Students return to campus amid water crisis in Jackson

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JACKSON, Miss – As the water crisis lingers, students in the Mississippi capital were able to return to class Tuesday for the first time in a week, with reassurances the toilets and sinks in their buildings would finally work.

Jackson remained under a boil-water recommendation, but the drop in water pressure that had nearly collapsed the system appeared to be resolved, officials said.

Sherwin Johnson, a spokesman for Jackson Public Schools, confirmed in a statement to The Associated Press on Tuesday that the schools reopened after a drop in water pressure forced a switch to virtual classes.

In a statement posted to Twitter Monday, the school district said it had “checked the water pressure at every school” and found “almost all are eligible” to allow students and staff to return. Air conditioning systems at several schools depend on the water system to function effectively. The district said it anticipates delays in building cooling as temperatures hit the mid-80s on Tuesday.

“We continue to monitor and have portable fans and air conditioning in place to bring down temperatures in warm or hot areas.

Torrential rain and Pearl River flooding in late August exacerbated problems at one of Jackson’s two sewage treatment plants, causing a city-wide pressure drop. The school district said Forest Hill High School in South Jackson still has no water pressure. Johnson said students visiting Forest Hill were transported to alternative locations on Tuesday.

In a news briefing on Tuesday, Jackson Mayor Chokwe Antar Lumumba said the water storage facility built over the weekend had declined somewhat over the past 24 hours.

“The safety net that has been put up has been waning and waning,” Lumumba said. “That’s why we pray that everything stays consistent.”

If there is a challenge in plant operations on Tuesday, it will likely impact customers, the mayor said.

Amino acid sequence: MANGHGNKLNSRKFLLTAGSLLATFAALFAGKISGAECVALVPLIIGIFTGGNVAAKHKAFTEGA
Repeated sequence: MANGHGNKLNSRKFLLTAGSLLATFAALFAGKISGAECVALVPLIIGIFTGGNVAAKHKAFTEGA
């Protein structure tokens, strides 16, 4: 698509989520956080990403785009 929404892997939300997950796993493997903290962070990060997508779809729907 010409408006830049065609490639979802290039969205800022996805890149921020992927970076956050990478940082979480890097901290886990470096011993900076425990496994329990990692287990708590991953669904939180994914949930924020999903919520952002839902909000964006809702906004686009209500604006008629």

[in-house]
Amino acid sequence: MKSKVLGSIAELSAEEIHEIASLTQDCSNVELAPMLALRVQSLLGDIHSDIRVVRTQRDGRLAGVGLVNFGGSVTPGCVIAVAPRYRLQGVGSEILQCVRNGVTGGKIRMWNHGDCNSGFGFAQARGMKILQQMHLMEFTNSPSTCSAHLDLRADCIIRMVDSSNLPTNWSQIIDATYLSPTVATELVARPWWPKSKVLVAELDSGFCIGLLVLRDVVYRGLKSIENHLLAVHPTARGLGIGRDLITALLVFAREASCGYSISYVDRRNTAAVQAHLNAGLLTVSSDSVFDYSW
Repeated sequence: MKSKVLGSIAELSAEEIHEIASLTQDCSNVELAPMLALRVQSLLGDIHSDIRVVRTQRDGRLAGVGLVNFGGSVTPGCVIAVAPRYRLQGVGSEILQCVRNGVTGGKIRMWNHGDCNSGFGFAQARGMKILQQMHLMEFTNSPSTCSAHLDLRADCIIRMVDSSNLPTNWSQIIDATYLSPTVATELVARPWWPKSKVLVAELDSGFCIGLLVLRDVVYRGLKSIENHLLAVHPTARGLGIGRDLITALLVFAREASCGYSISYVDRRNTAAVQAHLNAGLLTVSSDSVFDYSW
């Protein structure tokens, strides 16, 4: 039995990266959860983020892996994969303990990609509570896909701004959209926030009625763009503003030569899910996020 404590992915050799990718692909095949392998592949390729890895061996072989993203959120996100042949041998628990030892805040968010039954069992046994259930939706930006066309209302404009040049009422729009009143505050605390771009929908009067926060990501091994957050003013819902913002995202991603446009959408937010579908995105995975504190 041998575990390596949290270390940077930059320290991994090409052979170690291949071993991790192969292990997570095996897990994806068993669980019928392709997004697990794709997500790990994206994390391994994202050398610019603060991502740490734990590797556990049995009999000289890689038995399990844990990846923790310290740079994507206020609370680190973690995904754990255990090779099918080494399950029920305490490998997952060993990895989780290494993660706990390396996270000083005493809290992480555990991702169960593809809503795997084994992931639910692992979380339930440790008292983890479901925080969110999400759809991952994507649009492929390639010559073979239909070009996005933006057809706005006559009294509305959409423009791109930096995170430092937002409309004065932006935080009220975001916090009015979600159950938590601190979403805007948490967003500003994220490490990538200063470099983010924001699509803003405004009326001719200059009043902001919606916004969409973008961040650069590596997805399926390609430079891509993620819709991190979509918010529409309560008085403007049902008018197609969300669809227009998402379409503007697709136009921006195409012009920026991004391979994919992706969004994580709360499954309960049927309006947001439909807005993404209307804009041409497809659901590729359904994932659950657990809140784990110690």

In a press conference on Monday, Gov. Tates Reeves said water distribution in schools would be reduced in preparation for students returning to campus.

“We are moving these resources to our other water distribution megasites,” Reeves said. “Demand for these locations has dropped somewhat, but we’ve still launched about 5 million bottles of water in the past few days.”

Shortly after water stopped flowing through the pipes of many homes across Jackson, officers rolled a water distribution tank truck into the Forest Hill parking lot. Santiago Matthews, a high school maintenance worker, had a dumpster filled to the brim with water last week to fill toilets for staff working in them. He lugged the dumpster up a short incline to the high school, water slopping over the sides.

Reeves said Monday that the city has “no low-level water tanks.” He also said repairs that lead to clean water don’t eliminate every risk.

“There could be more bad days in the future,” Reeves said.

Michael Goldberg is a corps member for the Associated Press/Report for America Statehouse News Initiative. Report for America is a nonprofit national service program that brings journalists into local newsrooms to cover undercover topics. Follow him on Twitter at

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